Any obligation under a direct or indirect guarantee or similar arrangement;

  A retained or contingent interest in assets transferred to an unconsolidated entity or similar arrangement;

  Derivatives, to the extent that the fair value thereof is not fully reflected as a liability or asset in the financial statements; or

  Any obligation or liability, including a contingent obligation or liability, to the extent that it is not “fully reflected” in the financial statements (excluding the footnotes thereto).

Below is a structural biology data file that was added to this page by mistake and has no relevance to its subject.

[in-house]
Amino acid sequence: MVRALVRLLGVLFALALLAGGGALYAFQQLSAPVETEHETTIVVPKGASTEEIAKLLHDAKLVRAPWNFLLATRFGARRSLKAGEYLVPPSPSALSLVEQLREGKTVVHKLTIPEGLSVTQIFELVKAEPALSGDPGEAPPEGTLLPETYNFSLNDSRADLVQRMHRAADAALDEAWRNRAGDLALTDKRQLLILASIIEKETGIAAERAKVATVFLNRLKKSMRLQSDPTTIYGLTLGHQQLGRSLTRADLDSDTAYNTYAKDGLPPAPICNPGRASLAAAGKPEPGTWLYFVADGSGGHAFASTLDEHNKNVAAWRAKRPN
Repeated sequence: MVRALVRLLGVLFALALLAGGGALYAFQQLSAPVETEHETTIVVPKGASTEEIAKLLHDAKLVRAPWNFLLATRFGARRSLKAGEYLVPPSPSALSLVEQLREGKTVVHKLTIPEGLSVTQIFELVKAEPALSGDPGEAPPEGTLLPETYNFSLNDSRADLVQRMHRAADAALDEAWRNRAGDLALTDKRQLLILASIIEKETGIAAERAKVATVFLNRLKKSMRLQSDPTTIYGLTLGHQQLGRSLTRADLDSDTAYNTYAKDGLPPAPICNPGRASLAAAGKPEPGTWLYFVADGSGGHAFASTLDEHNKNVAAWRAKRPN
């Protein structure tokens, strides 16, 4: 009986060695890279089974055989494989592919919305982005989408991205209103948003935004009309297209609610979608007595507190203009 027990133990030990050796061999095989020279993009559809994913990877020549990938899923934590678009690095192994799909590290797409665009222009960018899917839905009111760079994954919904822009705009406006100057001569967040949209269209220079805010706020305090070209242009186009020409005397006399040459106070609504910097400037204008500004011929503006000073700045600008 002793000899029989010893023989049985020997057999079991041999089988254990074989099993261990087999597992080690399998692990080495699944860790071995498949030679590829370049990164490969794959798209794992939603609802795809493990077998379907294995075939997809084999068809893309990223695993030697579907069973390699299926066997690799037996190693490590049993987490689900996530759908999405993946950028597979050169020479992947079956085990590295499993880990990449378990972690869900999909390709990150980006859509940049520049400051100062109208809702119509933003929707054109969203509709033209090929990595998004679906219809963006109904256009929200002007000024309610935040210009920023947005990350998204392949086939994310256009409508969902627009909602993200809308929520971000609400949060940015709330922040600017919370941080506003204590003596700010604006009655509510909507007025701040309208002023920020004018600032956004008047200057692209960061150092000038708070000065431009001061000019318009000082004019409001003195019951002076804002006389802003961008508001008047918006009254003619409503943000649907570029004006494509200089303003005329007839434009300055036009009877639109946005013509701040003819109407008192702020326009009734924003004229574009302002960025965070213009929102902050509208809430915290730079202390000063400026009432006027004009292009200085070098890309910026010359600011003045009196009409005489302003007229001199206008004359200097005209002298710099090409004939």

While we appreciate the need to define the concept broadly to capture the range of off-balance sheet arrangements currently in use, we are concerned that the proposed definition is overbroad and will invite companies to include disclosure on off-balance sheet arrangements that are of limited value to investors in assessing how a company conducts significant aspects of its business, including external financing. In particular, we strongly encourage the Commission to narrow its proposed definition to exclude the fourth category above (i.e., any obligation or liability, including a contingent liability, to the extent it is not “fully reflected” in the financial statements). We do not believe this last category of proposed off-balance sheet arrangements, unlike the other three, presents the same opportunities for abuse by companies or confusion to investors. It also is not a category traditionally understood as an off-balance sheet arrangement and does not fall within the category of arrangements that we believe the legislative history suggests Congress was concerned with in enacting Section 401(a). Furthermore, especially with respect to contingent liabilities, we believe that this last category unnecessarily expands the universe of disclosable off-balance sheet arrangements and will likely create many difficult disclosure issues for companies, especially insurance companies, in disclosing contingencies.